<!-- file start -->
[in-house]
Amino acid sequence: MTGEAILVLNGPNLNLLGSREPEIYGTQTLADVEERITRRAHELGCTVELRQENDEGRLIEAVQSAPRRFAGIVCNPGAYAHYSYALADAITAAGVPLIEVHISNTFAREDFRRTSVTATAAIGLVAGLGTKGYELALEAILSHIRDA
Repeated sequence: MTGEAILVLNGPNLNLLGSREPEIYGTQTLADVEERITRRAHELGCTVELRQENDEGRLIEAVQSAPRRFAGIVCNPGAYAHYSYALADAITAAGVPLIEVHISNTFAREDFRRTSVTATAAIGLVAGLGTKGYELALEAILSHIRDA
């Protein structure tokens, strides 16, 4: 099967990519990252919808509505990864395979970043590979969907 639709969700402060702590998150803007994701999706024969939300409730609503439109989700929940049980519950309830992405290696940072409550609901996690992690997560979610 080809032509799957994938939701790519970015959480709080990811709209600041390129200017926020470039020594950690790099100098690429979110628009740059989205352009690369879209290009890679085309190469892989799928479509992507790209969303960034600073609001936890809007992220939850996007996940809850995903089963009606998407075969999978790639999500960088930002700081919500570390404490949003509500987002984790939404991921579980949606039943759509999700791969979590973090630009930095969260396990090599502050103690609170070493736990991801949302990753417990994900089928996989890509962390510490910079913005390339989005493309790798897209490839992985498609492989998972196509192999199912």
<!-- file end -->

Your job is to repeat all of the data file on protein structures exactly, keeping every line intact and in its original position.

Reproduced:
[in-house]
Amino acid sequence: MTGEAILVLNGPNLNLLGSREPEIYGTQTLADVEERITRRAHELGCTVELRQENDEGRLIEAVQSAPRRFAGIVCNPGAYAHYSYALADAITAAGVPLIEVHISNTFAREDFRRTSVTATAAIGLVAGLGTKGYELALEAILSHIRDA
Repeated sequence: MTGEAILVLNGPNLNLLGSREPEIYGTQTLADVEERITRRAHELGCTVELRQENDEGRLIEAVQSAPRRFAGIVCNPGAYAHYSYALADAITAAGVPLIEVHISNTFAREDFRRTSVTATAAIGLVAGLGTKGYELALEAILSHIRDA
């Protein structure tokens, strides 16, 4: 099967990519990252919808509505990864395979970043590979969907 639709969700402060702590998150803007994701999706024969939300409730609503439109989700929940049980519950309830992405290696940072409550609901996690992690997560979610 080809032509799957994938939701790519970015959480709080990811709209600041390129200017926020470039020594950690790099100098690429979110628009740059989205352009690369879209290009890679085309190469892989799928479509992507790209969303960034600073609001936890809007992220939850996007996940809850995903089963009606998407075969999978790639999500960088930002700081919500570390404490949003509500987002984790939404991921579980949606039943759509999700791969979590973090630009930095969260396990090599502050103690609170070493736990991801949302990753417990994900089928996989890509962390510490910079913005390339989005493309790798897209490839992985498609492989998972196509192999199912």